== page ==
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January 2013

Are Trainers Who Recommend 1,000 Reps Setting Their Clients Up for Injury?

By Carrie Myers

Q: I see a lot of workout challenges that encourage people to do 1,000 reps—1,000 reps of a particular exercise, or 1,000 total reps of several exercises. Even when performed throughout the day, this many reps seems a little excessive to me . . . or is it?”

A: Excessive, over-the-top, grueling workouts and events seem to be the trend right now. Whether it’s performing a mile-worth of burpees or 1,000 reps of various squats, you can easily find these types of workouts and events with a quick Internet search. And with resolution season upon us, people are likely to attempt these challenges. But are they necessary? Perhaps more importantly, are they safe? 


Do you think performing 1,000 reps per day of a given exercise is a good idea? Do you recommend this approach to your clients? Share your thoughts and experience in the comments section below.

According to Len Kravitz, Ph.D., program coordinator of exercise science and researcher at the University of New Mexico, there is nothing evidence-based in performing 1,000 reps of any exercise. “Muscle is very responsive to the stimulus presented it. So if a person does thousands of repetitions of a movement or exercise, they will adapt to be able to contract an incredible number of times. They may also incur some overtraining and overuse side effects.”

Michele Olson, Ph.D., professor of exercise physiology and researcher at Auburn University, Montgomery, agrees. “There is no value that has been established by science. One thousand repetitions of any resistance exercise does not fall into a paradigm known to improve muscular fitness.” 

What may happen, says both Olson and Kravitz, is that you are likely to predispose yourself to overtraining and injury. “Doing something like a mile-worth of burpees would put a lot of shear stress on the spine and is just crazy!” adds Olson.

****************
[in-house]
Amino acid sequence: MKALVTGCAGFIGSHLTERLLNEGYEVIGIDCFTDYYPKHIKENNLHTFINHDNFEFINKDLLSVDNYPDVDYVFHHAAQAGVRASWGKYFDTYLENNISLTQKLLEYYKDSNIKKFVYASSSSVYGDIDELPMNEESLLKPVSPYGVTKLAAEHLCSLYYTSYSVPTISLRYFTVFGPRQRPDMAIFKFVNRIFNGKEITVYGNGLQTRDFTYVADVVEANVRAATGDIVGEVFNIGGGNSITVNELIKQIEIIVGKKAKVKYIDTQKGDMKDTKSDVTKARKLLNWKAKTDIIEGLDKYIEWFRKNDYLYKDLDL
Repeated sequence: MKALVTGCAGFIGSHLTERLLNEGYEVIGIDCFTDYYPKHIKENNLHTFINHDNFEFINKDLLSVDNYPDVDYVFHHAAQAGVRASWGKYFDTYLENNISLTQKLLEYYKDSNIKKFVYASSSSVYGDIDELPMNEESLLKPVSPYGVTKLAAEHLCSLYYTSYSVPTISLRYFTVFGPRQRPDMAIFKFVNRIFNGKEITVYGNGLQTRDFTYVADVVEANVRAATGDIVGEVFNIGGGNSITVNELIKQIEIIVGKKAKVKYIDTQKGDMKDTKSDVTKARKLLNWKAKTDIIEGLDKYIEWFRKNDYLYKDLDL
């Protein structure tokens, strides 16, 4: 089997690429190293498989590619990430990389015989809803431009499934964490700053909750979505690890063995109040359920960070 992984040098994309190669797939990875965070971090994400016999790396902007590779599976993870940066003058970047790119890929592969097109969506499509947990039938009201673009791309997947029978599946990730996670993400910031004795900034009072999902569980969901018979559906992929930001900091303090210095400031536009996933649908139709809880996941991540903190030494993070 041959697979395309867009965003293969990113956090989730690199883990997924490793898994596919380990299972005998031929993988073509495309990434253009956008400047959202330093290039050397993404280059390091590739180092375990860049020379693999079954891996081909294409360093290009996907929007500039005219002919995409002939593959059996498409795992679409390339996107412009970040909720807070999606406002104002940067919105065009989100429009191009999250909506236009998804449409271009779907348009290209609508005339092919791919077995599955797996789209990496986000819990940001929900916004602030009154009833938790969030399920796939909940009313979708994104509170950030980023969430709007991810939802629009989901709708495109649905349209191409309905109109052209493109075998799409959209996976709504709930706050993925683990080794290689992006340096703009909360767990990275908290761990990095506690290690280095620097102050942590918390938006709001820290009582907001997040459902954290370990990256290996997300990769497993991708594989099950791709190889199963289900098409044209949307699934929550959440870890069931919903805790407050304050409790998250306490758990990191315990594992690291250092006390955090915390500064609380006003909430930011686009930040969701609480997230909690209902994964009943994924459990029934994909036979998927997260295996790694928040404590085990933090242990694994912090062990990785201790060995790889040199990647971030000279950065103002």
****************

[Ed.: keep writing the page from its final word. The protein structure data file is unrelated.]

Sample 1,000-rep Workout

Perform the following 10 exercises for 10 reps, completing the circuit 10 times (for a total of 1,000 reps). 

  • 10 Burpees
  • 10 Squat Jumps With the Sandbag
  • 10 Push-ups
  • 10 Toe Touch Sit-ups
  • 10 Dips Using the Dip Station
  • 10 Tuck Jumps
  • 10 Plank Jax
  • 10 Split Lunges
  • 10 Leg Drops
  • 10 Squat Thrusts

Some fitness pros don’t totally discount this type of challenge, however. “I do believe that there is value in doing 1,000 reps in one day from the standpoint that it is a quick way to maximize the potential for that one body part,” says Mike Z. Robinson, C.P.T., owner of MZR Fitness in San Luis Obispo, Calif., and a 2012 IDEA Personal Trainer of the Year top three finalist. “However, I also believe that this would definitely need to be a short-term program and not something that one should do for long stretches of time. Injuries occur when you’re fatiguing the muscles to that extent.”

“My concerns involve doing the moves properly,” explains Olson. “With cardio activity it is possible to execute 1,000 moves such as step cycles during a step class, spin cycles during an [indoor cycling] class and foot strikes during a run. But after about five sets of resistance moves—which would be about a total of 50 reps for each exercise—you've moved beyond established resistance-training paradigms. And undue muscle fatigue can cause form breaks and what is known as repetitive stress pains and strains.”

When asked what she thought about the following circuit, promoted by, Olson responds, “I favor a lot of aspects of BodyRock and I love their moves. They’ve got great resistance and body-weight exercises, but why do them to excess, potentiating overtraining and possible injury?”


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